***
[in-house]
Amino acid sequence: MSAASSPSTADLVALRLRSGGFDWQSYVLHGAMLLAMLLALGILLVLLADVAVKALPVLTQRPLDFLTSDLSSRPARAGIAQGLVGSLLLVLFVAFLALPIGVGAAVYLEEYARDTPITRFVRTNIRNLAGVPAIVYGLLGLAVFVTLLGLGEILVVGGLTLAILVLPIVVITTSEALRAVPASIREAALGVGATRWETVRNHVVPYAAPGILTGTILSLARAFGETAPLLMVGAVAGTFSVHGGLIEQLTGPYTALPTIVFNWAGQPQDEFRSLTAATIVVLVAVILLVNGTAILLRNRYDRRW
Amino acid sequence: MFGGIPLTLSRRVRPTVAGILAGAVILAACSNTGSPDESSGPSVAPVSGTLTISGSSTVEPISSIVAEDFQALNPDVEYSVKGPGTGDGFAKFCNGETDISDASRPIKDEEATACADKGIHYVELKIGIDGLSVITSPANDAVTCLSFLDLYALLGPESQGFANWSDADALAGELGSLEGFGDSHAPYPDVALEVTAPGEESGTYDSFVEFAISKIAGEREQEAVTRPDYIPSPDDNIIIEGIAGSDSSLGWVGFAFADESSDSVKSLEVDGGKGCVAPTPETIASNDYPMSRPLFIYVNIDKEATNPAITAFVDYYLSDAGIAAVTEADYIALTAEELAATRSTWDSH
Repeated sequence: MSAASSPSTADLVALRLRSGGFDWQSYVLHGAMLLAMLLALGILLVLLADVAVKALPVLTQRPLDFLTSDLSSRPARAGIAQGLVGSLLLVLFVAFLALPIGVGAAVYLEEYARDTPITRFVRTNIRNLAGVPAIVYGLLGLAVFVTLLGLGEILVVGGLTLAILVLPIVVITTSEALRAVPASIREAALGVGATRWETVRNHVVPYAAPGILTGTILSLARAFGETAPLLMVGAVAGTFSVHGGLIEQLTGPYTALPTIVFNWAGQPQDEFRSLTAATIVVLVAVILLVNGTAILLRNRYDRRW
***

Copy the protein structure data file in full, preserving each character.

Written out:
[in-house]
Amino acid sequence: MSAASSPSTADLVALRLRSGGFDWQSYVLHGAMLLAMLLALGILLVLLADVAVKALPVLTQRPLDFLTSDLSSRPARAGIAQGLVGSLLLVLFVAFLALPIGVGAAVYLEEYARDTPITRFVRTNIRNLAGVPAIVYGLLGLAVFVTLLGLGEILVVGGLTLAILVLPIVVITTSEALRAVPASIREAALGVGATRWETVRNHVVPYAAPGILTGTILSLARAFGETAPLLMVGAVAGTFSVHGGLIEQLTGPYTALPTIVFNWAGQPQDEFRSLTAATIVVLVAVILLVNGTAILLRNRYDRRW
Amino acid sequence: MFGGIPLTLSRRVRPTVAGILAGAVILAACSNTGSPDESSGPSVAPVSGTLTISGSSTVEPISSIVAEDFQALNPDVEYSVKGPGTGDGFAKFCNGETDISDASRPIKDEEATACADKGIHYVELKIGIDGLSVITSPANDAVTCLSFLDLYALLGPESQGFANWSDADALAGELGSLEGFGDSHAPYPDVALEVTAPGEESGTYDSFVEFAISKIAGEREQEAVTRPDYIPSPDDNIIIEGIAGSDSSLGWVGFAFADESSDSVKSLEVDGGKGCVAPTPETIASNDYPMSRPLFIYVNIDKEATNPAITAFVDYYLSDAGIAAVTEADYIALTAEELAATRSTWDSH
Repeated sequence: MSAASSPSTADLVALRLRSGGFDWQSYVLHGAMLLAMLLALGILLVLLADVAVKALPVLTQRPLDFLTSDLSSRPARAGIAQGLVGSLLLVLFVAFLALPIGVGAAVYLEEYARDTPITRFVRTNIRNLAGVPAIVYGLLGLAVFVTLLGLGEILVVGGLTLAILVLPIVVITTSEALRAVPASIREAALGVGATRWETVRNHVVPYAAPGILTGTILSLARAFGETAPLLMVGAVAGTFSVHGGLIEQLTGPYTALPTIVFNWAGQPQDEFRSLTAATIVVLVAVILLVNGTAILLRNRYDRRW